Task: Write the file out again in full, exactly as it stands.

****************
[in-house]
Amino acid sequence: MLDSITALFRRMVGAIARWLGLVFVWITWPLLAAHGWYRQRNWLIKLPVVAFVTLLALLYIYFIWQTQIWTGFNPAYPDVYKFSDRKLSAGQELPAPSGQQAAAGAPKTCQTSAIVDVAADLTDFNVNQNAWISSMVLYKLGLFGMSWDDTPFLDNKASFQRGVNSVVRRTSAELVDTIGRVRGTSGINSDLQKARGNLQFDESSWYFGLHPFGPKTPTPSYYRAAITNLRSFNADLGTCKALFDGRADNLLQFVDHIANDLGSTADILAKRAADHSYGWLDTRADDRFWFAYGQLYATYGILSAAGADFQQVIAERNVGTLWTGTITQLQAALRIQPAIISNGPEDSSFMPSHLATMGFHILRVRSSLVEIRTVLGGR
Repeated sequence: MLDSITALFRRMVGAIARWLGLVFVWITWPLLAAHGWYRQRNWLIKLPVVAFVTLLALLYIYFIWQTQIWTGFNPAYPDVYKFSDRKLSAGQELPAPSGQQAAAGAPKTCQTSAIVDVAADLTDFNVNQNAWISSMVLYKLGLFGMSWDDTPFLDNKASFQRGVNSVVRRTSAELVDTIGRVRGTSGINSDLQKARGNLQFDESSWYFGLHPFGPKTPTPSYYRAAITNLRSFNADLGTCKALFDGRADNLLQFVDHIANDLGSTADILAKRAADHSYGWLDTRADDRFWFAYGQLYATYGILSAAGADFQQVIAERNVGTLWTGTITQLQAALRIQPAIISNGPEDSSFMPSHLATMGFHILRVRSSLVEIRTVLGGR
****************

[in-house]
Amino acid sequence: MLDSITALFRRMVGAIARWLGLVFVWITWPLLAAHGWYRQRNWLIKLPVVAFVTLLALLYIYFIWQTQIWTGFNPAYPDVYKFSDRKLSAGQELPAPSGQQAAAGAPKTCQTSAIVDVAADLTDFNVNQNAWISSMVLYKLGLFGMSWDDTPFLDNKASFQRGVNSVVRRTSAELVDTIGRVRGTSGINSDLQKARGNLQFDESSWYFGLHPFGPKTPTPSYYRAAITNLRSFNADLGTCKALFDGRADNLLQFVDHIANDLGSTADILAKRAADHSYGWLDTRADDRFWFAYGQLYATYGILSAAGADFQQVIAERNVGTLWTGTITQLQAALRIQPAIISNGPEDSSFMPSHLATMGFHILRVRSSLVEIRTVLGGR
Repeated sequence: MLDSITALFRRMVGAIARWLGLVFVWITWPLLAAHGWYRQRNWLIKLPVVAFVTLLALLYIYFIWQTQIWTGFNPAYPDVYKFSDRKLSAGQELPAPSGQQAAAGAPKTCQTSAIVDVAADLTDFNVNQNAWISSMVLYKLGLFGMSWDDTPFLDNKASFQRGVNSVVRRTSAELVDTIGRVRGTSGINSDLQKARGNLQFDESSWYFGLHPFGPKTPTPSYYRAAITNLRSFNADLGTCKALFDGRADNLLQFVDHIANDLGSTADILAKRAADHSYGWLDTRADDRFWFAYGQLYATYGILSAAGADFQQVIAERNVGTLWTGTITQLQAALRIQPAIISNGPEDSSFMPSHLATMGFHILRVRSSLVEIRTVLGGR